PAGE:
Even more emphasis is placed on run plays because the passing game (both on the offensive and defensive side of the ball) has been improved. It's much more difficult to find that one passing play you can always rely on. In the previous version of NCAA Football, throwing to a receiver running an out pattern would frequently get you seven or eight yards, and while this can still be useful, you'll find the cornerback AI is much more adept at swatting down passes. In fact, the defensive-back AI in general is quite good--you'll see a safety dive for a ball after it's tipped into the air, or you'll see a linebacker just bat down a strongly thrown pass. Additionally, passing is pressure-sensitive, so you can throw a bullet and risk it bouncing off your player, or you can float the ball in the air and hope that your receiver comes down with the ball. In either case, it pays to be precise, which is why the running game is so important.
On defense, you can make general shifts to the defensive line to compensate for a run play, or you can call different audibles to change your coverage. If you're playing as a defensive lineman, then you can execute swat or swim moves to try to get out of the grip of an offensive lineman and then attack the quarterback. Tackling has been refined so that smaller players, like defensive backs, will have a much more difficult time taking down a fullback than, for instance, a linebacker would.
There aren't many substantial visual differences between the player models in NCAA 2003 and last year's effort. Some of the players still have that generic zombielike look, while others appear to have a few more facial expressions. Still, the game looks quite good overall. You'll see plenty of detail in the player uniforms--jerseys become progressively dirty throughout the game, and helmets cast a reflective sheen. The amount of detail in the sidelines has also been improved with the addition of cheerleader models. The stadiums are also faithful to their real-life counterparts, though the crowd in the stands could use a little more work since it merely looks like an assortment of colored dots.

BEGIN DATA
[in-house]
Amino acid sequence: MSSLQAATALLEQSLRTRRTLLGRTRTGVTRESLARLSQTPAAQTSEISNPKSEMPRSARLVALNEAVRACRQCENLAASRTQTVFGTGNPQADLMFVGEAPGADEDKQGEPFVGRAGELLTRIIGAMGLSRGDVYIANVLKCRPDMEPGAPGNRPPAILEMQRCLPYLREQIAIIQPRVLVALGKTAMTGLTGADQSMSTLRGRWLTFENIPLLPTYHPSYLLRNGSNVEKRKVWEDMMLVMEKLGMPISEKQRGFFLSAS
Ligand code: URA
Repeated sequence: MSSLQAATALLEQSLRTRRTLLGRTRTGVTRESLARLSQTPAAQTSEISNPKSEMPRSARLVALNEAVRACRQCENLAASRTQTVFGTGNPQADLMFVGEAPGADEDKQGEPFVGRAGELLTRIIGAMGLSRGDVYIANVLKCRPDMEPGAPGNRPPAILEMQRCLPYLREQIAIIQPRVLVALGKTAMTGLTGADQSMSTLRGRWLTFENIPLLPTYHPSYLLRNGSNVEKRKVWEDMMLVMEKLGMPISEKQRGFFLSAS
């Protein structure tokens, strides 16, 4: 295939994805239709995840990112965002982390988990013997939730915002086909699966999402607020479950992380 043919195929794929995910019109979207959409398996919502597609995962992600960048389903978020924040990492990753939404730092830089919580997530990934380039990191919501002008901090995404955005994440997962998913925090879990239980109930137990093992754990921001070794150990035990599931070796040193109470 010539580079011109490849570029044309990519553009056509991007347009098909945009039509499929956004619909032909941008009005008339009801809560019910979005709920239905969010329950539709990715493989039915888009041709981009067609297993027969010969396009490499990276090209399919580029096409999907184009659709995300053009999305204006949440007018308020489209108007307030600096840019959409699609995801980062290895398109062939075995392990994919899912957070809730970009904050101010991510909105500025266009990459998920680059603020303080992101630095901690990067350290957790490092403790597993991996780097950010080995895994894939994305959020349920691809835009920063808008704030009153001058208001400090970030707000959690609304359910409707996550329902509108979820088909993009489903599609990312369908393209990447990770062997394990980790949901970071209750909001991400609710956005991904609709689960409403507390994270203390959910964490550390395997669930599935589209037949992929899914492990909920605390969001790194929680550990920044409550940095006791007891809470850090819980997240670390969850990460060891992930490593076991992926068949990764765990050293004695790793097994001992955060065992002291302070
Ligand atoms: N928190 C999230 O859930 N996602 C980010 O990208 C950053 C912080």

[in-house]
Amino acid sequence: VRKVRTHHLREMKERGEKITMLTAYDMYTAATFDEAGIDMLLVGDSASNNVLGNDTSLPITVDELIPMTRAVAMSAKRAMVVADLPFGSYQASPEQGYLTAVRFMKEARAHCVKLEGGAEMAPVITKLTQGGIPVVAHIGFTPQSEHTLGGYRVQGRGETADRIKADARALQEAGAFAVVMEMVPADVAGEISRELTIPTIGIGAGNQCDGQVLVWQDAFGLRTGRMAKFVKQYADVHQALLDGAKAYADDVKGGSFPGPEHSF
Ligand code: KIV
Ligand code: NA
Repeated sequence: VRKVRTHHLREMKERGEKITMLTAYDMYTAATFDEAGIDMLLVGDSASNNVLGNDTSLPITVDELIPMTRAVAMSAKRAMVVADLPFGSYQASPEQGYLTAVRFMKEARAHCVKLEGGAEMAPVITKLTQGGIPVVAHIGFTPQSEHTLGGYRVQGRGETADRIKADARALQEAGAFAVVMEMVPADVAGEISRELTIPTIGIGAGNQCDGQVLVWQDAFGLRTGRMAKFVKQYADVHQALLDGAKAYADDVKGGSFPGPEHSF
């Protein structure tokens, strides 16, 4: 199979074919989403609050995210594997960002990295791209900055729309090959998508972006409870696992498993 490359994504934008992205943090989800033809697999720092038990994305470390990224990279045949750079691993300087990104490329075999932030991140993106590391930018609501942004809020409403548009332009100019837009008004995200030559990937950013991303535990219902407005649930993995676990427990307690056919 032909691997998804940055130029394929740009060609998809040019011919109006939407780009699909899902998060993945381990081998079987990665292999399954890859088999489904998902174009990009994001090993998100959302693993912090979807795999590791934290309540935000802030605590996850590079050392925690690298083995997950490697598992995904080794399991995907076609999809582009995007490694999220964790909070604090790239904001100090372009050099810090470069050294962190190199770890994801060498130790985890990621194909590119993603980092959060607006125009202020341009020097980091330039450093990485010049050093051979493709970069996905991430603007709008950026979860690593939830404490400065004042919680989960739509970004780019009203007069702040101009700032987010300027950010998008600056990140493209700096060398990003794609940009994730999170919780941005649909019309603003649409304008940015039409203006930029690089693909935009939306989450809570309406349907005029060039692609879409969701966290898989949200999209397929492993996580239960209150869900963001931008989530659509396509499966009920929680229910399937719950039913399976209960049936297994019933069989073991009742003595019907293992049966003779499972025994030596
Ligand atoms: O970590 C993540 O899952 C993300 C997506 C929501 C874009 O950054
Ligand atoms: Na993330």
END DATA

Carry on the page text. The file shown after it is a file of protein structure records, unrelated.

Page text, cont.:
The play-by-play has also been improved in NCAA 2003. The play-by-play man does a great job of calling the on-field action, and the two color commentators will chime in with a few quips here and there. Thankfully, there's not much repetition in the dialogue coming from the booth, but occasionally one of the comments will seem out of place, particularly after a failed two-point conversion attempt when the score is lopsided. It's also worth noting that there are plenty of fight songs in the game, and most are quite good, but it would've been nice to have even more schools represented.
NCAA Football 2003 has plenty to offer to both the casual and hard-core college football fan. The dynasty mode offers a glimpse of how difficult it can be to run a successful program, while the rivalry option lets you participate in one of the greatest aspects of college football. Simply put, NCAA Football 2003 is a great football game, and those who don't own last year's game should pick it up without a second thought.